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  5. Mike B says:

    In response to Greg Mankiw, first of all “Intellectual Property” have about as much standing as property as Corporations have standing as people. It’s a term like “Death Tax” that’s meant to re-frame the debate in favor of private ownership of thoughts and ideas that were previously held to belong to society at large. How about I entertain your plans to update copyright enforcement for the 21st century when you entertain updating the concept of copyright itself for the same.

    Second even if it is the government’s duty to enforce property rights, I don’t think many people would support censorship of information about committing crime, tools that could potentially be used to commit crime and depictions of of the commission of crime. People have made arguments for all three in the past, and they have been soundly rejected as not only an infringement of our freedoms, but also being largely ineffective.

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  6. pawnman says:

    Neil Gaiman gave a great interview where he discussed how people pirating his work has actually increased his sales. The analogy he makes is this: think of your favorite author. You own all his (or her) books. Often in hardback. You pre-order their books. You watch the movies made from their books, if they exist, to see if it lives up to the written work. Now, how were you introduced to that author? Did you walk into a bookstore and buy a book, sight unseen? Unlikely (not impossible).

    The argument that piracy hurts the entertainment industry is a common one, and it seems to make logical sense on the surface. But the reality is, someone pirating music or books or movies was not likely to purchase those things anyway. Study after study has shown that there is a lack of correlation between online piracy and revenues. In fact, many of the most pirated artists are also the most successful, and many independent artists release their music for free online to generate interest in the real money-making endeavor, the concert.

    Finally, even if you agree that internet piracy is bad, and that it needs to be stopped…SOPA is just about the worst way to go about it. If you have a link to Google on your website, you can be shutdown by SOPA, because I can use Google to find pirated materials. Worse, the way they shut down your site leaves the internet muddled and unworkable. Redirecting the DNS system is what hackers do in order to spoof websites. It shouldn’t be the way the government deals with piracy.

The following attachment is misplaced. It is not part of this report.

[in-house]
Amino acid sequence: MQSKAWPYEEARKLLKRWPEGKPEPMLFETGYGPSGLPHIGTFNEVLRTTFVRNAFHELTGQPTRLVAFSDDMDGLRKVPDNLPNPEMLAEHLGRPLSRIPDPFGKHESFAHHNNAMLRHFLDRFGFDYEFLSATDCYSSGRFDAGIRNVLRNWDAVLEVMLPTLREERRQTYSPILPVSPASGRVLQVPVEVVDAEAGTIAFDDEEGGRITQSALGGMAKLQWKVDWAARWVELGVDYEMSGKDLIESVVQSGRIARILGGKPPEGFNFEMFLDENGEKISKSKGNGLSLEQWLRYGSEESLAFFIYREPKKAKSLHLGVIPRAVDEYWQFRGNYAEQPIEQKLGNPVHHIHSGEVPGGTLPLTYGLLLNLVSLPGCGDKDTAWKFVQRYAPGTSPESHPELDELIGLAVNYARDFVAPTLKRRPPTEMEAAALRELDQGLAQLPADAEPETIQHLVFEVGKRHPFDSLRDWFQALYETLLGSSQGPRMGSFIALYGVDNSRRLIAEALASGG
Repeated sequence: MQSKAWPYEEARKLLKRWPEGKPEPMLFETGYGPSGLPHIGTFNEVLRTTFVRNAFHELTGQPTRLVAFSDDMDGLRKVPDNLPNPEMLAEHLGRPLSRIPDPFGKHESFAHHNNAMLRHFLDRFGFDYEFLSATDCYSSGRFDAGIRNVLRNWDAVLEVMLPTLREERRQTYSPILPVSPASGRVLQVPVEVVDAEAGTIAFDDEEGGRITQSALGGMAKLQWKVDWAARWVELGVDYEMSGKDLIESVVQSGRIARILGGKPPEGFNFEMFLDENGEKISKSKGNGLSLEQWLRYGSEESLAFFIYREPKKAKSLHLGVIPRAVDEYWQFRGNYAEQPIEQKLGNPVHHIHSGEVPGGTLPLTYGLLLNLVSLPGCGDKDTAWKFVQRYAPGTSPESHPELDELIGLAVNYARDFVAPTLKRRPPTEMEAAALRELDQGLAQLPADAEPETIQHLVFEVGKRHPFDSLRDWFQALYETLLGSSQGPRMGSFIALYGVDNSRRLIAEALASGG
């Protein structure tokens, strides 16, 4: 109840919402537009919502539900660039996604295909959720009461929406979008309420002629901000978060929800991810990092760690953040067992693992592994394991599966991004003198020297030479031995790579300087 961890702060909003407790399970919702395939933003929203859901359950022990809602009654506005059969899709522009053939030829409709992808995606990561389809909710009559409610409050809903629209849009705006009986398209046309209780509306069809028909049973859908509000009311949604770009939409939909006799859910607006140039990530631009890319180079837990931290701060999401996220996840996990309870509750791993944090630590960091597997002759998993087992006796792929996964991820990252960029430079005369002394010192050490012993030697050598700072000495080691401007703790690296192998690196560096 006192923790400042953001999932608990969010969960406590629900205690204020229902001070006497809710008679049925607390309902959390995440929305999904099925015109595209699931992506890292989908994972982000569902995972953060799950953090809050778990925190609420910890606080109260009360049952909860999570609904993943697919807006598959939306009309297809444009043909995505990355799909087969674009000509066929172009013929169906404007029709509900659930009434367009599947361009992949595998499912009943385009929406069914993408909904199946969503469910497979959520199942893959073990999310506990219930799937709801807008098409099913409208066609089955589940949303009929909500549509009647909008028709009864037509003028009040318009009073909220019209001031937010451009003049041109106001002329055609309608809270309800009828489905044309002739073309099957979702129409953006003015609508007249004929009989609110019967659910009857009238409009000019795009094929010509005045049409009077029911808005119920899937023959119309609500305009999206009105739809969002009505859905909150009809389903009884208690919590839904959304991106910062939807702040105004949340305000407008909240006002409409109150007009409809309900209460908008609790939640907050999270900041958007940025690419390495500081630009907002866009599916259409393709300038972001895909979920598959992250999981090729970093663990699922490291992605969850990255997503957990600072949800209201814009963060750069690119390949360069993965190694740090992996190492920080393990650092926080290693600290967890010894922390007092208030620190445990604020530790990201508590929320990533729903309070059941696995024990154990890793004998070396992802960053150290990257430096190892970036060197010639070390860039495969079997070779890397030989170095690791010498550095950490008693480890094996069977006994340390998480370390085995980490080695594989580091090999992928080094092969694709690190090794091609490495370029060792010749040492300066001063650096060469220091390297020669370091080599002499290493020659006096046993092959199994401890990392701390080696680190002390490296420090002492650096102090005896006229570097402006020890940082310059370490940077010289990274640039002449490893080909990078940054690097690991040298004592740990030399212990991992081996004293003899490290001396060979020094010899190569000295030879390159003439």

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    • James says:

      “Did you walk into a bookstore and buy a book, sight unseen? Unlikely…”

      Not unlikely at all. In fact, that’s how I came to buy most of the books I’ve bought over the years, from browsing in the bookstore, seeing a cover blurb that looked interesting, skimming a few pages, maybe knowing that the publisher has a track record of finding good new authors, then making a decision to buy. Second most common is from finding one or two works by an author in the public library (which paid for the copies it has), then seeking out more. I could probably count on the fingers of one hand the number of (non-text or technical) books I’ve bought through some other source.

      Likewise with music: many recordings were first purchased through browsing (in the days of actual music stores) or by hearing them on radio (which of course pays broadcast royalties). I can again count the number of live performances I’ve attended on one hand.

      Indeed, from my point of view this is one of the worst side-effects of the internet, that it has so drastically decreased the opportunities for the discovery of new authors from such browsing.

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  7. Nosybear says:

    I find your amazement that a Democrat would talk about free markets interesting. Republican bloviation aside, most of us liberals are believers in capitalism and free markets, we merely believe the benefits of capitalistic enterprise should accrue to society as well as to capitalists. We generally tend to believe in the benefits of exploratory capitalism, finding new ways of doing things, innovating, competing, rather than exploitative capitalism. Put another way, liberal capitalists love Steve Jobs and hate Mitt Romney: Both made shareholders rich; one benefited society.

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    • pawnman says:

      Steve Jobs benefited society…how? He suspended Apple’s charitable contributions and moved production to a facility overseas where working conditions are so bad they’ve been experiencing a rash of suicides.

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  8. Tucker says:

    What about the way that IP protection policy has been conducted in the last generation makes you believe that this is still a core strength of the government? Given the absurd heights that patent portfolios and lawsuits are getting to, along with the manner in which the justice department has gone after people on the RIAA’s behalf I don’t see this as something the government has been doing very well recently. If there were reasonable incentives and a higher level of confidence I think it could become good at it again, but that seems unlikely.